What suggestions do you have for people caring for skin-of-color populations when considering their care plans for diseases like CTCL?
Much of the research in CTCL has been done on white patients. It appears that the number is undoubtedly higher when looking at the raw numbers. Still, multiple studies have shown that the incidence of CTCL in patients is younger in African-American patients for unclear reasons.[2,3] We’ve also seen that there is worse quality of life in African-American patients, especially young patients. Therefore, we hope clinicians will note this when considering treatment for this population. From our study, we realized that much of the quality-of-life improvement resulted from understanding or acceptance of the changes to the skin that occur as a consequence of skin cancer. So, having these discussions with patients and recognizing how to treat patients both physically and mentally is essential. For instance, we usually do an excellent job of educating patients who have other chronic diseases, like psoriasis or atopic dermatitis, but we should apply the same educational strategies when taking care of patients with CTCL.
This was an important learning point for me because I realized that what we learn in medical school and often beyond is a more algorithmic approach. But I took away from this research that sometimes we must abandon our rigid routines, which may trap us into a single plan. Instead, it may be essential to take a step back and consider how a patient’s presentation may need an individualized approach. We may also need to think about other areas of their health that may be impacted, such as their mental health. This study taught me the importance of thinking about the impact of a disease process on a patient and being very keenly aware of the interdisciplinary tools to help patients cope and be vigilant of a patient’s holistic health.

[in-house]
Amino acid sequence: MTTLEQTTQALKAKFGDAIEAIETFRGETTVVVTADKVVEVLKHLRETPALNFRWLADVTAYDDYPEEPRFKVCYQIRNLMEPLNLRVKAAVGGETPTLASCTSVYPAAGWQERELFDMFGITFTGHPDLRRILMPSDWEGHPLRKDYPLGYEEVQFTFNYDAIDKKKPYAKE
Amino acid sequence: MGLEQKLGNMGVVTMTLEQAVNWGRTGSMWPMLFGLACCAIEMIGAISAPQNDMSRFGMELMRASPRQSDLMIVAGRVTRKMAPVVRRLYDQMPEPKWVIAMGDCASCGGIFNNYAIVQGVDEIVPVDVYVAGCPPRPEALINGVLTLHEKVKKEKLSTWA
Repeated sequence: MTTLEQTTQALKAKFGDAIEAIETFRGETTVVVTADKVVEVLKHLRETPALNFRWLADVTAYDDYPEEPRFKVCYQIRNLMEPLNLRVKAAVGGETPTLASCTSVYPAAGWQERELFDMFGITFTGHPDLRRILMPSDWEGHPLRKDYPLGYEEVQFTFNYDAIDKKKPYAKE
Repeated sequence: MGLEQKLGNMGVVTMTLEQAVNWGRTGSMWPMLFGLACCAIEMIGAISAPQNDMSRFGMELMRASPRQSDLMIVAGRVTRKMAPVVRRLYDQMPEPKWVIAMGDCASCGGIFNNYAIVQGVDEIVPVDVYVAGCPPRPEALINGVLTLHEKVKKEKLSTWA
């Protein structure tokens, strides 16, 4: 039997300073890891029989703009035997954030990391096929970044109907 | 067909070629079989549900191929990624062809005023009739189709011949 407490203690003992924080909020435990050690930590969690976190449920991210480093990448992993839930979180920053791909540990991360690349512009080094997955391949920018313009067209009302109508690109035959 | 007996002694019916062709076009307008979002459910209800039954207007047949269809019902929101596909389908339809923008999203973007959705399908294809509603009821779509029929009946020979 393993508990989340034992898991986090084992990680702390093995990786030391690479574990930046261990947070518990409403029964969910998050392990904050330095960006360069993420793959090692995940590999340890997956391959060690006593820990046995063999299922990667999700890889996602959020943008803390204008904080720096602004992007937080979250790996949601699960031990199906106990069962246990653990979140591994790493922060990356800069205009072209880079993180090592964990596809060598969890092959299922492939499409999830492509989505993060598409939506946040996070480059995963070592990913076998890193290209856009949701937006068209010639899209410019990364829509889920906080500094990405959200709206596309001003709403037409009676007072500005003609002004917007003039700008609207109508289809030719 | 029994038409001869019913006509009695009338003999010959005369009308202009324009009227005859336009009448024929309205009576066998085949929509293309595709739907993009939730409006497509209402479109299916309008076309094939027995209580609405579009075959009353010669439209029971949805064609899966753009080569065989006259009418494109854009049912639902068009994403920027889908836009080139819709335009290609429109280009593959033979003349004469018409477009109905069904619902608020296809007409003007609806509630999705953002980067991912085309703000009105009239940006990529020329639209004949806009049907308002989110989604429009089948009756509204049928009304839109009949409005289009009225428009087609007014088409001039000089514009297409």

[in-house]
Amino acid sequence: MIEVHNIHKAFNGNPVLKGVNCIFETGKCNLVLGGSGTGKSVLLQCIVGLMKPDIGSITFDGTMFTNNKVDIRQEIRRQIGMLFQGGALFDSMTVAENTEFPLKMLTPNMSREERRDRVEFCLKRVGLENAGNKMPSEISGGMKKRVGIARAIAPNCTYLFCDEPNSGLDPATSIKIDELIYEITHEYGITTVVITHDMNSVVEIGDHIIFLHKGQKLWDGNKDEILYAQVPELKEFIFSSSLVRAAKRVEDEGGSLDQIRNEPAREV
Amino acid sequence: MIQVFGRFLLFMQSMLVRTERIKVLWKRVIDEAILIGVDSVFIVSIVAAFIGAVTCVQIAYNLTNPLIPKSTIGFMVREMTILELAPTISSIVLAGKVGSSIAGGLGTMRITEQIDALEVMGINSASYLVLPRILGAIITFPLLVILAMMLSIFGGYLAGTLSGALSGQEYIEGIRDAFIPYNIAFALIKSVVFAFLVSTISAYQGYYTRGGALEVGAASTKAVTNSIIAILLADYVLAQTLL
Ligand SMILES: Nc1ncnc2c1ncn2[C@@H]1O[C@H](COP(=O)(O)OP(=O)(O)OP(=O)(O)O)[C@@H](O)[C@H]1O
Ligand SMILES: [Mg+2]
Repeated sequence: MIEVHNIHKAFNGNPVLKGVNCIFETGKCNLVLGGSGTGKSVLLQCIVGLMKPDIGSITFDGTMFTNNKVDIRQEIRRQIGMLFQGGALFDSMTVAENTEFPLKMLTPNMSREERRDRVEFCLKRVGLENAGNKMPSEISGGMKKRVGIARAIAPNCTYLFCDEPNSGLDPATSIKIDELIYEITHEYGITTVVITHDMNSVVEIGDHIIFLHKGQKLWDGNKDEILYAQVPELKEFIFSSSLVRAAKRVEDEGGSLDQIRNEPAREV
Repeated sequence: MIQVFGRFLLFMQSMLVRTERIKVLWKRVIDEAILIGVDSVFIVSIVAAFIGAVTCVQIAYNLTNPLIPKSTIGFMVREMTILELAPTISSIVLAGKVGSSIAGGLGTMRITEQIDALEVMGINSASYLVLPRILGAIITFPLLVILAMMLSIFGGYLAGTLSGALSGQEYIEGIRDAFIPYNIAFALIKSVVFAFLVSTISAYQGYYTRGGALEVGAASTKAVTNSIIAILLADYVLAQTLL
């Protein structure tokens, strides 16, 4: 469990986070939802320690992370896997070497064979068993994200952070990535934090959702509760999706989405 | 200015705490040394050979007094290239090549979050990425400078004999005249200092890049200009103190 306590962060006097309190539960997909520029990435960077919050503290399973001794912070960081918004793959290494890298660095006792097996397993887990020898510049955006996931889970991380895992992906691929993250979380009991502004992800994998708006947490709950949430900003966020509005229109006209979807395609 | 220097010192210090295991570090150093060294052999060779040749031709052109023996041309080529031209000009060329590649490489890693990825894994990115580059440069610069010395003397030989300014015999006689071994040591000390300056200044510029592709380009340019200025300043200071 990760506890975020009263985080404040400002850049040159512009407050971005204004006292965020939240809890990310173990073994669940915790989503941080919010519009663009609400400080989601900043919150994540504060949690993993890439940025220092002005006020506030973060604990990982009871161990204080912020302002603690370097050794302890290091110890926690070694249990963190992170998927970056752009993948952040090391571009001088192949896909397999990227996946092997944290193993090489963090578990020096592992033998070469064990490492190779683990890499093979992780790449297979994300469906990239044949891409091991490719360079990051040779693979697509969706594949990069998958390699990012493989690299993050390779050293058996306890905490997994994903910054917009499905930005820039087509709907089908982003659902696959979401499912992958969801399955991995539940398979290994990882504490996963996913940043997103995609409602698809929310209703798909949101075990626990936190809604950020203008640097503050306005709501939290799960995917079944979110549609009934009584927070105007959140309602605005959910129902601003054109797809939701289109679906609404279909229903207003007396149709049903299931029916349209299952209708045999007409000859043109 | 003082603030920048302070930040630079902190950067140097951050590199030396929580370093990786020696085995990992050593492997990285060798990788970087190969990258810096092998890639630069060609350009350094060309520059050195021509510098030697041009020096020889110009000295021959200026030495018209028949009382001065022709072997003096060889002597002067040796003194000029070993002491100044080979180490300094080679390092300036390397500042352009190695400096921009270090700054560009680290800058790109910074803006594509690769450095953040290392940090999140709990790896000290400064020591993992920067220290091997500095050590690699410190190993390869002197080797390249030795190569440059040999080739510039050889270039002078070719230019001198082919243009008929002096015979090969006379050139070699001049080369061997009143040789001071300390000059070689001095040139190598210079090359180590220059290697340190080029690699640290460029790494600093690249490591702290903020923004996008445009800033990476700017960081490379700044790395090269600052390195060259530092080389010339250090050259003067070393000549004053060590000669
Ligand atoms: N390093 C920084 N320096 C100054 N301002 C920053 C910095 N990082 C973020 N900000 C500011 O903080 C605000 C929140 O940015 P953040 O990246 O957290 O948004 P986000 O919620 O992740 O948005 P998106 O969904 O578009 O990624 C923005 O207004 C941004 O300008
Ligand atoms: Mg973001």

What is the future for this focus on mindfulness in CTCL patients and beyond?
The one-year plan is to recruit more patients. We still need to see how the mindfulness application on smartphones will affect our patients over a longer period of time. Until now, we have only studied the patients for four weeks. Yet, getting some patients to use a phone application for their mental health can be challenging, as we found. Some of this is due to their minimal prior technology use or busy lifestyle. However, given the promising success of mindfulness in quality-of-life improvement, I see this going forward in CTCL and other skin diseases, particularly chronic ones like psoriasis or itch. Ultimately, the goal is that this will help any uncomfortable patient, which represents a lot of the dermatology patient population. The future of a mindfulness focus for CTCL patients results in patients feeling better about their disease—both from understanding their condition better and learning to cope with their journey. Mindfulness across a longer span, I think, may help patients build more coping mechanisms and be in a more relaxed state as we work to treat them, which will lead to improved patient care and outcomes.